I’ve done my Retro Reviews for: Secret Defenders, Nomad, and even the entire New Universe line. With each of these, I had memories of fondly remembering how good most of these were; or at least, how good most of it was. For example, I remember pretty much enjoying all of Secret Defenders, but after giving it a re-read with more mature eyes, I was struggling to get through it. When I did the Nomad limited series and full series, it all started off totally great, but by the end, it did get pretty unusual, to the point it was a struggle to get through (some of that, however, I do blame on the artist who they had come aboard towards the end of the series). And New Universe… man, I remembered pretty much enjoying that whole thing, with the exception of Merc Hazard, which I didn’t recall enjoying… and that whole thing, except for DP7 and Psi-Force (but even Psi-Force good off the rails), were a definite struggle to read. I almost couldn’t make it through Justice.

So, all of that said, I am very happy to report, that when I went back and re-read The Falcon (limited series from 1983), I actually enjoyed the entire 4 issue limited series. There were some points in the story where you had to let go of reality, more so than you would for a comic book about super heroes (for example, a gang in Harlem managing to abduct the President of the United States).

The first issue is pretty standard fare; things are bad in the ghetto and there’s a white “buddy” cop who ends up partnering with Falcon throughout the series, named Sargent Tork. Amidst the increasing tensions, a new villain by the name of The Nemesis shows up, tearing down a building. After Nemesis is forced to flee, the owner of the construction site (of Kane Construction) shows up, scolding The Falcon for letting the villain go, and rants about how much money this will cost his construction company. (You can almost see where this is going, if you ever watched any episode of Scooby-Doo). Sure enough, Nemesis shows up again; this time gets defeated by The Falcon and is revealed to be none other than Kane himself, looking to collect insurance money!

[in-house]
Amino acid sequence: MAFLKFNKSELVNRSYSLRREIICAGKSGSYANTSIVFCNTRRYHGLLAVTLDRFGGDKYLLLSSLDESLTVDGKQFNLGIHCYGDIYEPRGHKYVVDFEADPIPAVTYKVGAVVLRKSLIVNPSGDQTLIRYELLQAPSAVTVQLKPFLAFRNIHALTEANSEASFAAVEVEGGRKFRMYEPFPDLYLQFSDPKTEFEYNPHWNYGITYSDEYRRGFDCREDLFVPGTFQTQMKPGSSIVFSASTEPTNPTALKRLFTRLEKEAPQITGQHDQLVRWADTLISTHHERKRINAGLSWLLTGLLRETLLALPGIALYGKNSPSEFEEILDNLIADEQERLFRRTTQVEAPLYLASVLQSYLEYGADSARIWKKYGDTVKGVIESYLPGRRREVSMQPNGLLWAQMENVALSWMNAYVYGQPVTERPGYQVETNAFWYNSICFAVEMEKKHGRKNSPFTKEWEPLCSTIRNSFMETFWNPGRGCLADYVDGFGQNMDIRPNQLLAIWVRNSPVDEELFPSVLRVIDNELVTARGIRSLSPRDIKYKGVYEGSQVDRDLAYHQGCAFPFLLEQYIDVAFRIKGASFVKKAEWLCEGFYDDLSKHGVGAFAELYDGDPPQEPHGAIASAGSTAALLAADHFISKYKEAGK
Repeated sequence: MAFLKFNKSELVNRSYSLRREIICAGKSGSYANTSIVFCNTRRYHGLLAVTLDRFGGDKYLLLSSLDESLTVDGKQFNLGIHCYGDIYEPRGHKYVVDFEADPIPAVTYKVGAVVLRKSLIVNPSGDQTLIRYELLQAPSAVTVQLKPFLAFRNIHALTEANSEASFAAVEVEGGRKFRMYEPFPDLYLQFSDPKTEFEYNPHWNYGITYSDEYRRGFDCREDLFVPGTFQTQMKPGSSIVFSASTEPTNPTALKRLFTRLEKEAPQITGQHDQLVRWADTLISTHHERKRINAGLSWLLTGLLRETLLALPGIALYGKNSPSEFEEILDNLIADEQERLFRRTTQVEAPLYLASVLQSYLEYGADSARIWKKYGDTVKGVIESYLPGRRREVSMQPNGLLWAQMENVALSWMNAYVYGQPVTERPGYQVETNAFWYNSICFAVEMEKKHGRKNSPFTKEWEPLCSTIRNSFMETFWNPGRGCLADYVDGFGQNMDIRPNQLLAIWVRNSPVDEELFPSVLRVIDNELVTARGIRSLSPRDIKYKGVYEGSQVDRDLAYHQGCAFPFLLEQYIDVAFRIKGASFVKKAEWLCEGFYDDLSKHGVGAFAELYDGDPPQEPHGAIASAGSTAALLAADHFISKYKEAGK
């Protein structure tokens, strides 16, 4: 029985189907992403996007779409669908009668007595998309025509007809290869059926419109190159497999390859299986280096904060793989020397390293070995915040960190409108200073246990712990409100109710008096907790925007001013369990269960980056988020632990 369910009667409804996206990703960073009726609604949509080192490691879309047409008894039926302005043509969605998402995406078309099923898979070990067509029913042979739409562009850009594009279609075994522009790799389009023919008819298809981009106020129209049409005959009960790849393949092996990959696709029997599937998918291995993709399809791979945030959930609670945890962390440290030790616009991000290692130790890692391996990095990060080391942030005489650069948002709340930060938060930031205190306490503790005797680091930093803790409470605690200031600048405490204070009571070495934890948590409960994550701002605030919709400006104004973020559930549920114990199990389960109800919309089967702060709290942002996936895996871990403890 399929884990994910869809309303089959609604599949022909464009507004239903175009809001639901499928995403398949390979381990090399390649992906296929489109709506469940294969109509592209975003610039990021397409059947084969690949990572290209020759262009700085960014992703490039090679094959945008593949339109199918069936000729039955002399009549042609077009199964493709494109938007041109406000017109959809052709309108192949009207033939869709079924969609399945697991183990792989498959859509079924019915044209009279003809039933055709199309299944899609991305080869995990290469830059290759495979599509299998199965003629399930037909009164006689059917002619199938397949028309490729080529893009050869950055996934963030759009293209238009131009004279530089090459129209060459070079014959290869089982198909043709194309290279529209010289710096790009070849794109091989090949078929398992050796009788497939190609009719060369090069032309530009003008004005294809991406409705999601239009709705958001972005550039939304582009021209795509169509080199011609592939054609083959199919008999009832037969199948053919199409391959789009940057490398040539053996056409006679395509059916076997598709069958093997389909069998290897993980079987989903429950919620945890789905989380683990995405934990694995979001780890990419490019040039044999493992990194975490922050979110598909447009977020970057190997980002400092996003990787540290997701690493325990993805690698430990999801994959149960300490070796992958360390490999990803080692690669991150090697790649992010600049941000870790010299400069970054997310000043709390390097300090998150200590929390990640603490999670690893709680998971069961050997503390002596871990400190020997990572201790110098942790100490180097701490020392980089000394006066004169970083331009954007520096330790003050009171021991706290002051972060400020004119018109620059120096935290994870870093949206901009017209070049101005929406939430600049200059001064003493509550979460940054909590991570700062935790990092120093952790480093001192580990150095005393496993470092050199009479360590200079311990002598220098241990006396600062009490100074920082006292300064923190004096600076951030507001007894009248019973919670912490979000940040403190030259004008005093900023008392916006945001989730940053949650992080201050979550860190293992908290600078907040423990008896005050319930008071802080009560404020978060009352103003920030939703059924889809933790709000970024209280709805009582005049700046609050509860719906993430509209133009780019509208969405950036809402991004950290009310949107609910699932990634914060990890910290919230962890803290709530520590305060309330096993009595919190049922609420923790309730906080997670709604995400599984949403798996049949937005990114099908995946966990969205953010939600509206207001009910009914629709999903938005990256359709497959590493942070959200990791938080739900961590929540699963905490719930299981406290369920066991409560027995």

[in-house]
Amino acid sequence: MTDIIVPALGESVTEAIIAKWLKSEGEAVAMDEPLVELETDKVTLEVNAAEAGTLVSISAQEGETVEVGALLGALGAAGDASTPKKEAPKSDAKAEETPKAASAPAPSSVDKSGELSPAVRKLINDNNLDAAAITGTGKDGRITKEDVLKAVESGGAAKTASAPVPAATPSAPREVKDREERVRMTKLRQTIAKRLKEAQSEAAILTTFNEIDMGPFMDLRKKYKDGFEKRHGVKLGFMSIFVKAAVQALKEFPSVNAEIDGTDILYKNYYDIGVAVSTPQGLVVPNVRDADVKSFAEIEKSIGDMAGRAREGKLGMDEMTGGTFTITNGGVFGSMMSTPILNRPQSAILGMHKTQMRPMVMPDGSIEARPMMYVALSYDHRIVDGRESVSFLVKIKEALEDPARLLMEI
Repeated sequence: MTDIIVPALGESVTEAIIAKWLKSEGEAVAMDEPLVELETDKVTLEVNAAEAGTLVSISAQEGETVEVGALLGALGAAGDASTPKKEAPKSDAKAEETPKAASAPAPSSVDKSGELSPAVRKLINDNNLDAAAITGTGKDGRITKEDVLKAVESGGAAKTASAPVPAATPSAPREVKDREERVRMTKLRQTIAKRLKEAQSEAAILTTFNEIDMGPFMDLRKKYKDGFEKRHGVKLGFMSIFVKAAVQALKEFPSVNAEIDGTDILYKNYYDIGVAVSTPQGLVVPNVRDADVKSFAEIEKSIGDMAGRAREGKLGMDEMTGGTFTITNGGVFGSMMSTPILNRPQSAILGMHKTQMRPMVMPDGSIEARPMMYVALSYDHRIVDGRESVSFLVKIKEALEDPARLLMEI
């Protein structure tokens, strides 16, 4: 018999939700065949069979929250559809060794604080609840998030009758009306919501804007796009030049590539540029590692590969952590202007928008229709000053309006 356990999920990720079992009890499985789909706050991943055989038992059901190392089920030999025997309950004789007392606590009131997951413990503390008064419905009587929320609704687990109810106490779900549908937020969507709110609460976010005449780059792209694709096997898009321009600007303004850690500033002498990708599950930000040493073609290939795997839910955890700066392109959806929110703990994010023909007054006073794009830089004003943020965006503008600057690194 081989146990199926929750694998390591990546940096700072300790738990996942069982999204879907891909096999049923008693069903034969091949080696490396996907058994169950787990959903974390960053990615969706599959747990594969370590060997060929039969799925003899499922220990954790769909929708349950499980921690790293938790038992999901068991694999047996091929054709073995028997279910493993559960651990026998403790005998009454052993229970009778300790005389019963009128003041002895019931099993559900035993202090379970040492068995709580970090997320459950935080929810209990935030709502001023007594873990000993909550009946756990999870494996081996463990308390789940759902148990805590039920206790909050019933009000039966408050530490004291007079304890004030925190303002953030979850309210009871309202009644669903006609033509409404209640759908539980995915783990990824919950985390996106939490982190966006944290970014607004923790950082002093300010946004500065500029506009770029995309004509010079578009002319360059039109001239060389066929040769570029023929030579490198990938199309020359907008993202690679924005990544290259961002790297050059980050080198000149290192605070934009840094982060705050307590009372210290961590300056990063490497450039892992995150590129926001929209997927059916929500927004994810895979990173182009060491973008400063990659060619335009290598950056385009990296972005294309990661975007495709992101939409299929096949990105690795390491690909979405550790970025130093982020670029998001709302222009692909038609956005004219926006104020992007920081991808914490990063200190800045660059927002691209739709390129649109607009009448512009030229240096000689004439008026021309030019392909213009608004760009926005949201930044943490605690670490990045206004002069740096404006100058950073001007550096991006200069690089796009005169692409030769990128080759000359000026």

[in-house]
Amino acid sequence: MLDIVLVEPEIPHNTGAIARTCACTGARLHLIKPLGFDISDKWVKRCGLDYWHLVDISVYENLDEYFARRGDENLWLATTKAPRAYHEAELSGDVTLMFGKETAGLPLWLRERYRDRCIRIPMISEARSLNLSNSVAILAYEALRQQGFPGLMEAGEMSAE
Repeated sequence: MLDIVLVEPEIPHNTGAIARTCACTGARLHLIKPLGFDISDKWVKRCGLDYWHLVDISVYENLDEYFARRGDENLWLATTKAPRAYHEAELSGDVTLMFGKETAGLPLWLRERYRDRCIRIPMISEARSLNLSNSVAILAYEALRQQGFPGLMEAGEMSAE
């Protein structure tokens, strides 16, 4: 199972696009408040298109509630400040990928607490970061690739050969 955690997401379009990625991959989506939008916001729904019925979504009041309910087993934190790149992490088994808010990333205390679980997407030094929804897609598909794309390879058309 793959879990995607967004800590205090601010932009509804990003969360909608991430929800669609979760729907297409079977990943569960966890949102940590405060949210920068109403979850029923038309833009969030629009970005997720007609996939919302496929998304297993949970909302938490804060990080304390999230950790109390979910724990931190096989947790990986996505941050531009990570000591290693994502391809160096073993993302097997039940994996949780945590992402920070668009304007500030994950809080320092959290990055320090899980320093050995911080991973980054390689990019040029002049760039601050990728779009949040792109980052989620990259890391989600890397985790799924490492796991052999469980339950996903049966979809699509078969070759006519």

It was the second issue of The Falcon that had initially captured my attention. I was already a fan of the Falcon from Captain America & The Falcon issues, from back in the day; but the second issue featured Falcon being held up by a Sentinel. A Sentinel! If you’ve listened to any of our podcasts, you probably already know what a big X-Men freak I was! So to have a Sentinel in The Falcon series! I had to know why! As it turns out, a damaged Sentinel detects that the Falcon is actually a mutant, and pursues him. There was an uproar about this (apparently), that Marvel had made it a mutant ability that allowed him to speak to Redwing, his falcon bird. This was later undone, and explained away, as the Sentinel was malfunctioning (which makes sense as well, since it was a damaged Sentinel that had put itself together). Still, I loved the story back then. It didn’t bother me one way or another whether Sam was a mutant or not. (I was also about 13 years old, so I didn’t really have a lot of strong opinions about much).